Police Misconduct

Police Misconduct, Police Brutality, Excessive Use of Force, False Arrest

Police Misconduct


Police Misconduct is a serious problem affecting our national security. Despite the existence of numerous state and federal laws, we are confronted with the specter of Police Misconduct on an almost daily basis in the United States. Whether it is excessive use of force, unlawful arrest, unlawful seizures, or racial profiling, we will fight to protect your civil rights and hold Police Officers, Departments, and even their local governments accountable for abuses of power. 

§ 1983 and Police Misconduct

42 U.S.C. § 1983 penalizes any person who acts under color of law, to deprive a U.S. citizen of any of their rights, privileges, or immunities secured by the Constitution and laws. § 1983 was passed to protect African-Americans from the Ku Klux Klan, and State discrimination during Reconstruction. Today, this law is used to seek justice against abusive Police Officers.

If you have been a victim of an unreasonable search and seizure, which includes the use of excessive force, you have a right to compensation for your injuries.

Police Misconduct and Monell Liability 

A Monell Claim is a §1983 claim against a governmental or municipal entity, such as a city, town, village, police department, etc. Local government entities may be sued for deprivation of a right under § 1983, provided they are not acting as an arm of the state.

There are Four primary theories of governmental liability used under §1983:

  1. An officially adopted or promulgated policy which deprives citizens of a right;
  2. A custom or practice that is not officially adopted or promulgated, but is so pervasive and long-standing that it operates as a de facto policy which deprives citizens of clearly established rights;
  3. A failure to train, supervise, discipline, screen, etc., which deprives citizens of clearly established rights; and
  4. A particular decision or act made by someone who is a final decision-maker, that culminates in a deprivation of clearly established rights.

§ 1983 Claims, and Governmental Liability cases are very difficult to establish and litigate. These cases almost always contain issues of Governmental Immunity, and require experts, and extensive litigation to resolve lawsuits.


Police Misconduct Actionable Under § 1983

Police Brutality

Police Brutality is a form of Police Misconduct which encompasses several different acts; an outright assault on a person without any justification, an excessive use of force during an otherwise legal encounter, falsifying or planting evidence, illegal searches and seizures, and many other acts. Each of these violations can significantly harm citizens in police encounters by resulting in an improper arrest, the filing of inappropriate charges (overcharging), and serious physical harm including death. 

Excessive Use of Force

The Excessive Use of Force is unconstitutional in every state in America. The legal standard for determining whether the force used in making an arrest, detention, or seizure of a person, is an objective standard of reasonableness. This means that legally, what the officer personally believed was appropriate (subjective) the deciding factor; what ultimately matters is what a reasonable person in the officer's shoes would have done (objective).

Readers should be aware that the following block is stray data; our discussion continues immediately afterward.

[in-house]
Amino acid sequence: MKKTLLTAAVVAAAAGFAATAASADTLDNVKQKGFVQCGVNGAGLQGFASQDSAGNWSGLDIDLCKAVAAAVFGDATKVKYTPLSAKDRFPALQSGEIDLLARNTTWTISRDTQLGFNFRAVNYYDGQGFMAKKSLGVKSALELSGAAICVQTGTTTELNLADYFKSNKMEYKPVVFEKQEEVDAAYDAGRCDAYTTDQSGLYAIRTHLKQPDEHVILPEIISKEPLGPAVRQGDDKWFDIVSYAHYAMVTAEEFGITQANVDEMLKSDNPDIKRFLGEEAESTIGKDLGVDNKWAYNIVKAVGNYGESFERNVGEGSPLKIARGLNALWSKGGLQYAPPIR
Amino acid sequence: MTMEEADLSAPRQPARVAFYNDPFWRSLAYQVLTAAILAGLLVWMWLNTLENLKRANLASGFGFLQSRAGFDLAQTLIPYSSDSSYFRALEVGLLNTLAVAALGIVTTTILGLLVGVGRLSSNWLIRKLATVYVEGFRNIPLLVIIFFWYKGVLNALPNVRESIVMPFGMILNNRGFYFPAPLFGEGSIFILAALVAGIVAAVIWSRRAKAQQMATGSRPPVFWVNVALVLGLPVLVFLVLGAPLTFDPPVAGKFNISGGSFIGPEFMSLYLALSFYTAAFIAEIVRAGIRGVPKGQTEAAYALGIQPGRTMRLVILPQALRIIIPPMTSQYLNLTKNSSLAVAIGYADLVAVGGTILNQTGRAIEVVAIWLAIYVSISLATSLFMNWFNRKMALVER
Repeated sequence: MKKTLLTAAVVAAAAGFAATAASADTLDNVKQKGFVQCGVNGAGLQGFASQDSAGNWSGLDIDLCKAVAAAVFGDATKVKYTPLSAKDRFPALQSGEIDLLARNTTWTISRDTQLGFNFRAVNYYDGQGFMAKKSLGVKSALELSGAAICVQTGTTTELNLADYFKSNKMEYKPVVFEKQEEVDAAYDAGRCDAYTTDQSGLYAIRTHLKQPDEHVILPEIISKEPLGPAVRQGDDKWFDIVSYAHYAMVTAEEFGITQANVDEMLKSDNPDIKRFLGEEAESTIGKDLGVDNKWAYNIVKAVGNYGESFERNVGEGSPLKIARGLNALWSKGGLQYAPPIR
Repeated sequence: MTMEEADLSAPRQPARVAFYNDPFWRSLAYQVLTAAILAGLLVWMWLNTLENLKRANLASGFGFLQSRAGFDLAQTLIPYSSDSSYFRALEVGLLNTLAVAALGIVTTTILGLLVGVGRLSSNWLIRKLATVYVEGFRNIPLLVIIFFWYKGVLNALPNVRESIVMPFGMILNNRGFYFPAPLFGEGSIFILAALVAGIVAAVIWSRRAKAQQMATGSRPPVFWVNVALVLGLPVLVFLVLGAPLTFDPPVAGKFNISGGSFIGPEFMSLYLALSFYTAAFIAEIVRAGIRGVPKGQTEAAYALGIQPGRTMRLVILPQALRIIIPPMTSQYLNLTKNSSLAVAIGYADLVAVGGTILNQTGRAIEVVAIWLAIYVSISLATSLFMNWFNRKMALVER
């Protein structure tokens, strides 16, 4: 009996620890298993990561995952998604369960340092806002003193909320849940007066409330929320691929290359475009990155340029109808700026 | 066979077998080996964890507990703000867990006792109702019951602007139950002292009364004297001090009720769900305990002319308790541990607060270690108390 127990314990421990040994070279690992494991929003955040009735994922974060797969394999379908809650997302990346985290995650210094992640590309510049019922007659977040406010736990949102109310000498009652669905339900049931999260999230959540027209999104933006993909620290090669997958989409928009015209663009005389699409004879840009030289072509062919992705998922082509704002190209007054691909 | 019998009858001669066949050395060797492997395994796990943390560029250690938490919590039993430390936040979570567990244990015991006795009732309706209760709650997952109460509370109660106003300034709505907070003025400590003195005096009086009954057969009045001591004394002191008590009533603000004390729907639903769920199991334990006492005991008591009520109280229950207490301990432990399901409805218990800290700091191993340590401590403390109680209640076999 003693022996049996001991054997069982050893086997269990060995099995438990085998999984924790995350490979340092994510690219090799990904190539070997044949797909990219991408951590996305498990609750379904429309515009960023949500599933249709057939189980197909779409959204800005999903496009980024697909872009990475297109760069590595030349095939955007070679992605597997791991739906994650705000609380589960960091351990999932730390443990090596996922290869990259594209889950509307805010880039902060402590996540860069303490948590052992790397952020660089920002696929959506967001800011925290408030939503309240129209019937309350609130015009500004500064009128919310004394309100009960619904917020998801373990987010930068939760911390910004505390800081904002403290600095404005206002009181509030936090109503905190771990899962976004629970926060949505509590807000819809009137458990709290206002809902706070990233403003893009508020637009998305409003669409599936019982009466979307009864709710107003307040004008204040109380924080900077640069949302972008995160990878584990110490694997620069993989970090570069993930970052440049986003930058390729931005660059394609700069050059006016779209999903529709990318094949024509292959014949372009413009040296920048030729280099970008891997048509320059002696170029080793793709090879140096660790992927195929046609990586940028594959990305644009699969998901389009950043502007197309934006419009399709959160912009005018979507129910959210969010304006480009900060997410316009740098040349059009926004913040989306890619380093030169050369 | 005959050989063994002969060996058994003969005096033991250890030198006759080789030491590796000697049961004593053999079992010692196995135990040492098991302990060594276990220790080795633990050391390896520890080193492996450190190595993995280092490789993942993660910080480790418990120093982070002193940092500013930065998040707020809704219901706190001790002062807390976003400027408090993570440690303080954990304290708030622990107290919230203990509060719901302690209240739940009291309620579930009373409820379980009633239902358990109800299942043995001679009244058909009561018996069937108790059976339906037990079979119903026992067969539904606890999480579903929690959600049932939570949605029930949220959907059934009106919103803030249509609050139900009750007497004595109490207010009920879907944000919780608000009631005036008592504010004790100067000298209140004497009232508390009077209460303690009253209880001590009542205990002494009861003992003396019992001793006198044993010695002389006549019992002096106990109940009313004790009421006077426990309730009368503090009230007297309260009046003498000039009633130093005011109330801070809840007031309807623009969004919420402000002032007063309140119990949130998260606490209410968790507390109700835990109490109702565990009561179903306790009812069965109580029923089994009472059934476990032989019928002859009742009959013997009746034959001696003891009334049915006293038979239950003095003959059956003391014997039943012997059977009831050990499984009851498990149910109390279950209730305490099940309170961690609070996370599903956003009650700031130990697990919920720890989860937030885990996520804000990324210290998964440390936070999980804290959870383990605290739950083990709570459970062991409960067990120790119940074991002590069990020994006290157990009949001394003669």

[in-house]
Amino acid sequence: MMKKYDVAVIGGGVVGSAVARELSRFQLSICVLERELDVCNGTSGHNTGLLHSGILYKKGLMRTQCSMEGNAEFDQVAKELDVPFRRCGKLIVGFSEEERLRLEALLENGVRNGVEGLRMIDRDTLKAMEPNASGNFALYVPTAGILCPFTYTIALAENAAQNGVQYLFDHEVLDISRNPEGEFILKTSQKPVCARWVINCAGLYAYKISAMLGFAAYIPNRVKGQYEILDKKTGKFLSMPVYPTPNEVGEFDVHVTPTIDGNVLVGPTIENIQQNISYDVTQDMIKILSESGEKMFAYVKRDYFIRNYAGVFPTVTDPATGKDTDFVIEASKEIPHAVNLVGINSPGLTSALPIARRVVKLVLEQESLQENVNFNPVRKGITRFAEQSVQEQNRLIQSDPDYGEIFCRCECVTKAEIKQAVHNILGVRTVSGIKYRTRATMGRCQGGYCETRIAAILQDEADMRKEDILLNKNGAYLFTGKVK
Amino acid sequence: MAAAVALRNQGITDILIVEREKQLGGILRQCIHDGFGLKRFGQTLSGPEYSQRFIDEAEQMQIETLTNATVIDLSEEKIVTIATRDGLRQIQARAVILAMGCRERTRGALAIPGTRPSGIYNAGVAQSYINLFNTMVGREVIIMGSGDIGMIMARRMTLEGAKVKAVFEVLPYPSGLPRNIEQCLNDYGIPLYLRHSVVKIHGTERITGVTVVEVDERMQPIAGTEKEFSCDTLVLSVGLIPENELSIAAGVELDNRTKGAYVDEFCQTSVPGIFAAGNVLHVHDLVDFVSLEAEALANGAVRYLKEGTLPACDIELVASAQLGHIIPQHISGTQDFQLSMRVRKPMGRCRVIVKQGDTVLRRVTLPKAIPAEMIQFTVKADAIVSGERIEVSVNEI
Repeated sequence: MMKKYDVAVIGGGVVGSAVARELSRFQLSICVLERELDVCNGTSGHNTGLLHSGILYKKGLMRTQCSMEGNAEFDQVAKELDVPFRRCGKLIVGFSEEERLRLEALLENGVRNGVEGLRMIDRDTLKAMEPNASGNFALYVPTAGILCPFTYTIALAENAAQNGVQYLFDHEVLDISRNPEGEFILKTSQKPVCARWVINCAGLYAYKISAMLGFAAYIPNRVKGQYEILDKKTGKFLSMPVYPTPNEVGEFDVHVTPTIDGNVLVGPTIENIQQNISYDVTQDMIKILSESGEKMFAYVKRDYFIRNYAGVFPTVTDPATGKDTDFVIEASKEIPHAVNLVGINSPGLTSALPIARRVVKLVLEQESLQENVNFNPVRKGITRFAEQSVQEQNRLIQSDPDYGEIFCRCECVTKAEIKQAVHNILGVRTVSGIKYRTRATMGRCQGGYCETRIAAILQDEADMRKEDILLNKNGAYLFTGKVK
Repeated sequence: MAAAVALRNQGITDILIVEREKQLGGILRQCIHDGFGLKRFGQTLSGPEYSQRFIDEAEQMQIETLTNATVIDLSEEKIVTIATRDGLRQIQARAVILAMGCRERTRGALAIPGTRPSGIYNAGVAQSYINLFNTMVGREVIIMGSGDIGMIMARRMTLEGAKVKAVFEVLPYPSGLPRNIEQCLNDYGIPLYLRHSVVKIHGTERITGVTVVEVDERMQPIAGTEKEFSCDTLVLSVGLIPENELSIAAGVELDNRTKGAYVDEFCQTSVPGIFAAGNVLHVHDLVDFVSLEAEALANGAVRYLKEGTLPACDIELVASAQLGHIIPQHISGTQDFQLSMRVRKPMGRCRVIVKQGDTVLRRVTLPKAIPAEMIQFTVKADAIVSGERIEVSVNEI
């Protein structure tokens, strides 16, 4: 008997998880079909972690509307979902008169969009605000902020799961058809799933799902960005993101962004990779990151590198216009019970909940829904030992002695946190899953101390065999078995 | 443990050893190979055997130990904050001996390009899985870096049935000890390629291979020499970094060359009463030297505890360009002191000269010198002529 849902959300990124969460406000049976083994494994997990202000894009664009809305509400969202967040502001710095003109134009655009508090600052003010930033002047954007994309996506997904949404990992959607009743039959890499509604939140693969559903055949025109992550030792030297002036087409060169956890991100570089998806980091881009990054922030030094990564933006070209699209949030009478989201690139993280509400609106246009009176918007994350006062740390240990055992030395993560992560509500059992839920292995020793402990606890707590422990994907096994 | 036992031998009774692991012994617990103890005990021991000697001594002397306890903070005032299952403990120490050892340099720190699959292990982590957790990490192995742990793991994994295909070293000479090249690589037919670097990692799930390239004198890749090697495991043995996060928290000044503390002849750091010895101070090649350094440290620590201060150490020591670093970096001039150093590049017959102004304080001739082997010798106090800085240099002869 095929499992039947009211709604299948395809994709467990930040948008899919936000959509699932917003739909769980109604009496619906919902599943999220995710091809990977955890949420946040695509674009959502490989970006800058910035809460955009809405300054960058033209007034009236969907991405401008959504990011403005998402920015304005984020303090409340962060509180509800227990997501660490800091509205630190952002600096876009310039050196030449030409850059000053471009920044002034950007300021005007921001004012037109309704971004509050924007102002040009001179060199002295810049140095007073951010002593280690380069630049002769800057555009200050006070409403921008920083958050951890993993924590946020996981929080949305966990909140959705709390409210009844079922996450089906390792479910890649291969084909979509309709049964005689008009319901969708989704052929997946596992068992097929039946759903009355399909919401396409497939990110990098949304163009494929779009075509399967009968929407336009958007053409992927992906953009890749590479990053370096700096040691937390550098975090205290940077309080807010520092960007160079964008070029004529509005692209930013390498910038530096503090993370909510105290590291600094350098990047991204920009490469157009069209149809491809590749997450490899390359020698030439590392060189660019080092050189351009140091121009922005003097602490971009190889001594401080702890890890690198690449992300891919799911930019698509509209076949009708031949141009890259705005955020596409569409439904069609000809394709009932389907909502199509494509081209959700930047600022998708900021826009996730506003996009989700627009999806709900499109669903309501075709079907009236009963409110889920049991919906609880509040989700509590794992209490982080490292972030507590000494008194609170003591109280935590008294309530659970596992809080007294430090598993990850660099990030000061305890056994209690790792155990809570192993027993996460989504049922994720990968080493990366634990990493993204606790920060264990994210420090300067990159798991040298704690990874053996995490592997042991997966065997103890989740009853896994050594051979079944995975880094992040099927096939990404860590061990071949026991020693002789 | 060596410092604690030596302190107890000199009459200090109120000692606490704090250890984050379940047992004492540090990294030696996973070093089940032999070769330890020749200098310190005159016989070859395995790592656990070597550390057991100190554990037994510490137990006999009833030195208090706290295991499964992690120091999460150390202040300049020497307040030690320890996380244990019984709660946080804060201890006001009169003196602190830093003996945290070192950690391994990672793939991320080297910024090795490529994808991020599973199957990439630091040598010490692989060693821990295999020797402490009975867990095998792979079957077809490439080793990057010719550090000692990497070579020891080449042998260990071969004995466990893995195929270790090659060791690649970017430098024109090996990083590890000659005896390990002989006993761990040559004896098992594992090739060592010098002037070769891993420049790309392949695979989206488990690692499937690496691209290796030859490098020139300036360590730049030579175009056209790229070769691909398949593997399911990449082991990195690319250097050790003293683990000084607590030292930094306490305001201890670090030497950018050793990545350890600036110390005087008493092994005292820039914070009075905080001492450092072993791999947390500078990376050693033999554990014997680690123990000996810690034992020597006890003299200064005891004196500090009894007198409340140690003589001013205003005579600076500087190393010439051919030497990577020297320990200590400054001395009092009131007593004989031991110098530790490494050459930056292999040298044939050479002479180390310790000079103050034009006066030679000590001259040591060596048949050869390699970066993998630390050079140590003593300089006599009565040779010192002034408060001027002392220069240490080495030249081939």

In order to determine if a use of force was objectively reasonable, the court must balance an individual's Fourth Amendment interests' against the the government's interest. The type of governmental interests considered by a court are the unique factual circumstances that gave rise to the use of force, such as: the severity of the crime suspected, whether the suspect posed an immediate threat to the police officer or bystanders, and whether the suspect is actively resisting arrest or attempting to flee from police custody.  

It is important to understand that courts do not judge the reasonableness of a use of force with the benefit of hindsight. A judge will essentially consider what a reasonable police officer at the scene, with the same information as the police officer involved in the use of force controversy, would have conducted themselves. Nevertheless, the use of force on someone who is incapacitated, compliant, or otherwise poses no threat is excessive and violates the constitutional rights of the victim. 


False Arrest

All arrests must be founded on probable cause. An arrest lacking probable cause is a violation of the Fourth Amendment, and a victim can recover compensation under § 1983.  In order to prevail on a False Arrest claim under § 1983,  a plaintiff must prove by a preponderance of the evidence that the police lacked probable cause to arrest them.

Police have probable cause to arrest whenever there are facts and circumstances shown that the suspect has committed, is committing, or is about to commit a crime.  Probable cause does not require any proof of a crime having been committed, but only that there is a sufficient probability that one has, is, or will be committed. Just like with the use of force, probable cause and probability of criminal activity is assessed under an objective  reasonableness standard based upon all of the  facts and circumstances known by the police officer at the time of an arrest. Courts do not analyze probable cause from hindsight, but rather what a reasonable police officer at the scene, armed with the same facts as the officer involved would have done. 

If you have been a victim of Police Brutality, or some other form of Police Misconduct, it is imperative that you contact an experienced and effective Civil Rights Attorney.

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